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Some courts who have said Social Security income is part of the totality of the circumstances test of 707(b)(3) are In re Riggs, 495 BR 704 (Bankr WDVA 2013),  In re Booker, 399 B.R. 662, 667 (Bank Ct WDMO 2009) (but see Carpenter, 614 F.3d 930 (8th Cir 2010), In re Meehean, 611 BR 574 (Bankr Ct, EDMI 2020), and In re Calhoun, 396 BR 270, 276 (Bankr Ct SC 2008).

Locally here in the Ninth Circuit, a bankruptcy court has issued an opinion that reviews many factors, including debtors’ ability to repay their debt. The court held:

“In light of the above analysis, this Court is persuaded that Congress intended social security benefits to be protected from inclusion in a § 707(b)(3)(B) analysis, based upon § 407(a) of the Social Security Act and as shown by the Debtors’ social security income being definitively excluded from the means test of § 707(b)(2).”

In re Suttice, 487 BR 245, 254 (Bankr Ct, CDCA 2013).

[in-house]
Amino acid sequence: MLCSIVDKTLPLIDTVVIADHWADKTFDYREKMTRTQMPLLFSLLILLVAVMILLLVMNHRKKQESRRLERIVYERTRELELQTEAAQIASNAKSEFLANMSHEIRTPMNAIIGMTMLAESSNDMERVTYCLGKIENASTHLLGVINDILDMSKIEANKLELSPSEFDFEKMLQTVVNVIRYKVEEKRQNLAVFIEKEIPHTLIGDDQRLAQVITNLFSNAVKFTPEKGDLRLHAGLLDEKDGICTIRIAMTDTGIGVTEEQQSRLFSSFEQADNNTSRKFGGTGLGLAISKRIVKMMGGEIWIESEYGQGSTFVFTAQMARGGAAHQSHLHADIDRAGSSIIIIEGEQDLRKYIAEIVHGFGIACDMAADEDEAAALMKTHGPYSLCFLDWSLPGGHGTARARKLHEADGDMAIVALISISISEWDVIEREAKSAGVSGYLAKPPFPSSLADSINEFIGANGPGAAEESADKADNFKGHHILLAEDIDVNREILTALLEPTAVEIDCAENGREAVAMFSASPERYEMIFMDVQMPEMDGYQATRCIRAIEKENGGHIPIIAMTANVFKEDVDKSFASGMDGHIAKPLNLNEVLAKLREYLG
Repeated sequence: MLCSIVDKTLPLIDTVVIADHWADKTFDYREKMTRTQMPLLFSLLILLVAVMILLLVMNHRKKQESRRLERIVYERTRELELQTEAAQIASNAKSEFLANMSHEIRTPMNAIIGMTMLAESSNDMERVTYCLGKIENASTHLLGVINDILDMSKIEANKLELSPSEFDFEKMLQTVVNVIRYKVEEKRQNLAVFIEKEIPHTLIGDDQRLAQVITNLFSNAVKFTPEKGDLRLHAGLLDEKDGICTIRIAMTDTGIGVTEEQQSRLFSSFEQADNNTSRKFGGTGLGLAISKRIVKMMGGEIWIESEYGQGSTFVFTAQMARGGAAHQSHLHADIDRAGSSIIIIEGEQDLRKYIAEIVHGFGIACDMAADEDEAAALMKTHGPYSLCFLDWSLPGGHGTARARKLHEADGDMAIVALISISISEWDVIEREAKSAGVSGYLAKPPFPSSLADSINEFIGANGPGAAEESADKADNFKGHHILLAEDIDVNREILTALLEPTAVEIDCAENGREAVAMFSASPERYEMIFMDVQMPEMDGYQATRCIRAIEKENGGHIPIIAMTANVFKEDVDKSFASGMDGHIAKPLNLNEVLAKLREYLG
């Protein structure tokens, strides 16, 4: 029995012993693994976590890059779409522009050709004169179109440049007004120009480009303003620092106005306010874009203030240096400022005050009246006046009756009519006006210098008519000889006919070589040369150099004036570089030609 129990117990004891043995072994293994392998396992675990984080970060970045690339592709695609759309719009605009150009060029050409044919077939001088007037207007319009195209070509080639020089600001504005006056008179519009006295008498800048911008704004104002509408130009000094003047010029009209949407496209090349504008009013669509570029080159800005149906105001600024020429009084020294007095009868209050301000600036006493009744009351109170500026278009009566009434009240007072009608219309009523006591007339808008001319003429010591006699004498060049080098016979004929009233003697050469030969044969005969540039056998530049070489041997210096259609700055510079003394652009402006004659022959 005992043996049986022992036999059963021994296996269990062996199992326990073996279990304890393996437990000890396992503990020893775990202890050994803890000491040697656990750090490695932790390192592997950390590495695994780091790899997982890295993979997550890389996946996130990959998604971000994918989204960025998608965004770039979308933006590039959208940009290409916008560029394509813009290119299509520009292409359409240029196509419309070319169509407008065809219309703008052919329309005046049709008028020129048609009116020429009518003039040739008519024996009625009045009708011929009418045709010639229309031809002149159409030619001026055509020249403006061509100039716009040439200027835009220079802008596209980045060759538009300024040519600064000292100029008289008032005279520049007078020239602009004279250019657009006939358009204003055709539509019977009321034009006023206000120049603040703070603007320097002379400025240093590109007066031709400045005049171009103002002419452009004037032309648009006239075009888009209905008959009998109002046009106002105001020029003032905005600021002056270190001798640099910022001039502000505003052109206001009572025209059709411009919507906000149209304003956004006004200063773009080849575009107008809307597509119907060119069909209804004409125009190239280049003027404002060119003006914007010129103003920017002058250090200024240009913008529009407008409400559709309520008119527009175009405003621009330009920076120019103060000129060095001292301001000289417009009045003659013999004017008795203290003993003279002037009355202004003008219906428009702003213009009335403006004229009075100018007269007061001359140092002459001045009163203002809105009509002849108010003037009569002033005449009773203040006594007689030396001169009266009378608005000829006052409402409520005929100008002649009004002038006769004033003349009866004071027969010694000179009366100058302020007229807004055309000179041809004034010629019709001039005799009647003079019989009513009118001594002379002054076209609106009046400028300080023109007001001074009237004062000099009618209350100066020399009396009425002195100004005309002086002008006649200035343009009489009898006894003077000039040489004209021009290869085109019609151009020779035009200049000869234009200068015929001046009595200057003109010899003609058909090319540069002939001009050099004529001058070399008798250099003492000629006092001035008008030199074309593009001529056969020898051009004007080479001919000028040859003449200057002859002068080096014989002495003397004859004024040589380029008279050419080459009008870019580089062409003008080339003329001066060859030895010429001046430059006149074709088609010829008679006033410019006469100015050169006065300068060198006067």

This isn’t an appellate case, so its finding is not sweeping for all filers in the Ninth Circuit, or even the Central District of California.  However, Judge Clarkson’s well-reasoned analysis can certainly be persuasive to other judges.

Social Security Income and Chapter 13 Means Test

Third, what about Chapter 13 and SS income on the B22? Social Security Income is kept out of Chapter 13 and its B22 means test locally here in the 9th Circuit by In re Welsh, 711 F.3d 1120 (9th Cir, 2013), one of the best cases ever. In Welsh, the Ninth Circuit Court of Appeals reviewed “good faith” and the debtors’ refusal to contribute Social Security to their Chapter 13 plan, and said the words of Congress were clear and plain.

Again, Congress specifically excluded Social Security income from being calculated in the means test’s “current monthly income” with 11 USC 101(10A).

The Chapter 13 Form B22C, at Line 10, instructs debtors: “Do not include any benefits received under the Social Security Act…”

The Ninth Circuit noticed that and wrote:

“We thus join every court of appeals that has decided the issue in concluding that, “[w]hen a Chapter 13 debtor calculates his repayment plan payments exactly as the Bankruptcy Code and the Social Security Act allow him to, and thereby excludes [Social Security income], that exclusion cannot constitute a lack of good faith.”